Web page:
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Last weekend, I went to the market and bought a bag full of Granny Smith apples to make today’s recipe. Then I went to the library and finally jumped on the Nigel Slater bandwagon, checking out a copy of Ripe. I’ve been seeing references to Slater around the blogosphere (Lottie+Doof seems to be particularly, and charmingly, in love with him), and when I noticed that he authored a good many of the recipes I was bookmarking over on BBC food, well…it just seemed like a sign.

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Despite what that last paragraph may have you thinking, this post is actually not about something I baked from Ripe. Nope, on Saturday afternoon I first got busy in the kitchen. Then I sat down to peruse my new literary/culinary find while the heavenly smells of apples baking slowly filled the air around me. For those of you unfamiliar, Ripe is a cookbook devoted to fruit (plus a nut or two). Each chapter is devoted to a different fruit, and the chapters proceed alphabetically. Meaning that I was reading about apples and smelling them at the same time. When the apples came out of the oven, I paused reading long enough to snap a few photos, then switched over to reading about apples while eating one. And the very first recipe I turned to when I sat back down at the table with my baked apple? Why, one for baked apples, of course. As food experiences go, it was bordering on the profound.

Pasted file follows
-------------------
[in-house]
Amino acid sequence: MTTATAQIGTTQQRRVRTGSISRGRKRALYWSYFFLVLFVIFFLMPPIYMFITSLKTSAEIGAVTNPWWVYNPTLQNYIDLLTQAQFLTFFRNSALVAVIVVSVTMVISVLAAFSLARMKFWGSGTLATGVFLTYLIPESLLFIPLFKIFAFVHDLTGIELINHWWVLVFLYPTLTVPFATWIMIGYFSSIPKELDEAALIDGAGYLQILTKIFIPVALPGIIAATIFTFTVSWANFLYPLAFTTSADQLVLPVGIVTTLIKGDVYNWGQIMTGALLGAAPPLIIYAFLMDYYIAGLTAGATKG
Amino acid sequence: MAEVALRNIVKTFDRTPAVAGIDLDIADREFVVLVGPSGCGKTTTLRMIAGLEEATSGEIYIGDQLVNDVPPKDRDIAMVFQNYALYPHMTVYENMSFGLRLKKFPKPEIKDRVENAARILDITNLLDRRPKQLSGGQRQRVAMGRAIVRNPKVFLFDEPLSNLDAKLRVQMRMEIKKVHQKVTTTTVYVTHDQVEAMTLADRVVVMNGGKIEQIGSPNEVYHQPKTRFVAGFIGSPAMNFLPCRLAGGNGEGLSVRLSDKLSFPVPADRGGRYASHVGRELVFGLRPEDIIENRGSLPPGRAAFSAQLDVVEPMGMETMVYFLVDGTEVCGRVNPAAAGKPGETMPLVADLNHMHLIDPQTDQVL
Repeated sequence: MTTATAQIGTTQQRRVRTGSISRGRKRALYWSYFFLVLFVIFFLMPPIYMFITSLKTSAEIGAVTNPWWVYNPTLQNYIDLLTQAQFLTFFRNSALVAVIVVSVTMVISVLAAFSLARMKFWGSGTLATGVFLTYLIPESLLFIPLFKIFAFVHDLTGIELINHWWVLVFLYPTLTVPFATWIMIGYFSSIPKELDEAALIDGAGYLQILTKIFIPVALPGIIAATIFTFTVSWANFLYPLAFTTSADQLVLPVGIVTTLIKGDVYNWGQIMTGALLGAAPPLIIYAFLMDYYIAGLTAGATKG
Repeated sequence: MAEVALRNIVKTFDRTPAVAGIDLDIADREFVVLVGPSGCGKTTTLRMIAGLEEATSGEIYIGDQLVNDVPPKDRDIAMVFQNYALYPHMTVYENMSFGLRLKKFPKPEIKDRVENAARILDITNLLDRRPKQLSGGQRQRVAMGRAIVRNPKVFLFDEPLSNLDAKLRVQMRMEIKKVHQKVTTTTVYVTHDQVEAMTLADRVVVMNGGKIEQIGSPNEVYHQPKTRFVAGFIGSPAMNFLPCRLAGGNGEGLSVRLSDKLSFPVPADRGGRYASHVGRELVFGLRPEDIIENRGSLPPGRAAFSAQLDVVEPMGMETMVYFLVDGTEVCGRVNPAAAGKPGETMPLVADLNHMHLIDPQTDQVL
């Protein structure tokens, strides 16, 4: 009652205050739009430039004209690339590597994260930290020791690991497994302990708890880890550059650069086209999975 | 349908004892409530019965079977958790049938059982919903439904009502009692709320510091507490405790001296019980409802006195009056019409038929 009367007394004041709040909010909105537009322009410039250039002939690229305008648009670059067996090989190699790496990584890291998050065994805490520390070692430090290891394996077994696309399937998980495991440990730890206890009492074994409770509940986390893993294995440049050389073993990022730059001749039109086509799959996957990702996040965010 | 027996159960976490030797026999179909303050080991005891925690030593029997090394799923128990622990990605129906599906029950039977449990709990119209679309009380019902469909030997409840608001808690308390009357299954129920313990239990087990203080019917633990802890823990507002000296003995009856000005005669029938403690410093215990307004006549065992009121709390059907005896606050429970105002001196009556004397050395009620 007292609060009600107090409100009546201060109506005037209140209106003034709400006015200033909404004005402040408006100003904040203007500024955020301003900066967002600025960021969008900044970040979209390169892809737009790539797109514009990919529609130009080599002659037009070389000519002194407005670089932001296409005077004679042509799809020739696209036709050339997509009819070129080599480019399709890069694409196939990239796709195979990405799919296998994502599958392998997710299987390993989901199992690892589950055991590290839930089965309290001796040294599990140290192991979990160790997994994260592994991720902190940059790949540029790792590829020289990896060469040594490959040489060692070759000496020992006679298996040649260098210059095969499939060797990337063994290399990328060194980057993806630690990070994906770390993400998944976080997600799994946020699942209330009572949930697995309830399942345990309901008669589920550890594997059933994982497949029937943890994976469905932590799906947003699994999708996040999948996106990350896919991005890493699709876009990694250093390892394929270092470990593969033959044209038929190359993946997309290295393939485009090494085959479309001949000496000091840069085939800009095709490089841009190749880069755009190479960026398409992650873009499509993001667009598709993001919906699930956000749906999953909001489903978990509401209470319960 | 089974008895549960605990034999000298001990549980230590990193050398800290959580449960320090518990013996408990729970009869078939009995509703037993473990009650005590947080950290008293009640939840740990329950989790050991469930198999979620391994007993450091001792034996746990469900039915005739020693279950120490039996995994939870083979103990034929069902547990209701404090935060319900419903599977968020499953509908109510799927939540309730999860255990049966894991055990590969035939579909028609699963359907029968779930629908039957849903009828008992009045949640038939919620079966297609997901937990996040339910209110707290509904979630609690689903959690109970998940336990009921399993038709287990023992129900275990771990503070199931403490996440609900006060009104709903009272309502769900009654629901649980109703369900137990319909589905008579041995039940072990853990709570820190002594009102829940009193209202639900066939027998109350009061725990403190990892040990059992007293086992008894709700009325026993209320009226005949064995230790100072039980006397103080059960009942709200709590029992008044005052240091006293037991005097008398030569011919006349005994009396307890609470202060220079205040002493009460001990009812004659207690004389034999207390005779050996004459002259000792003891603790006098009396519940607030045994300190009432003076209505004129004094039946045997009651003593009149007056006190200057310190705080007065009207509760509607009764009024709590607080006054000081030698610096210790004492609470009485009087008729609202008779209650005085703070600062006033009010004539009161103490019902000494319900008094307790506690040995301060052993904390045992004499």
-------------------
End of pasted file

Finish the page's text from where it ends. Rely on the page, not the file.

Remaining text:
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My version of baked apples was conceived as an attempt to make a “healthy” alternative to the apple pie my father bakes on special occasions, something suitable for more regular consumption. I skip the pastry crust and leave the apples whole, coring them and stuffing with a spiced blend of almonds and walnuts. For those of you used to seeing apples spiced with cinnamon, the choice of cloves may seem a little odd. It’s taken straight from the recipe Dad uses, out of his classic 1970’s era copy of Cookery the Australian Way, and should be tried at least once. If you aren’t sold, you can go back to cinnamon. But I bet you won’t want to go back.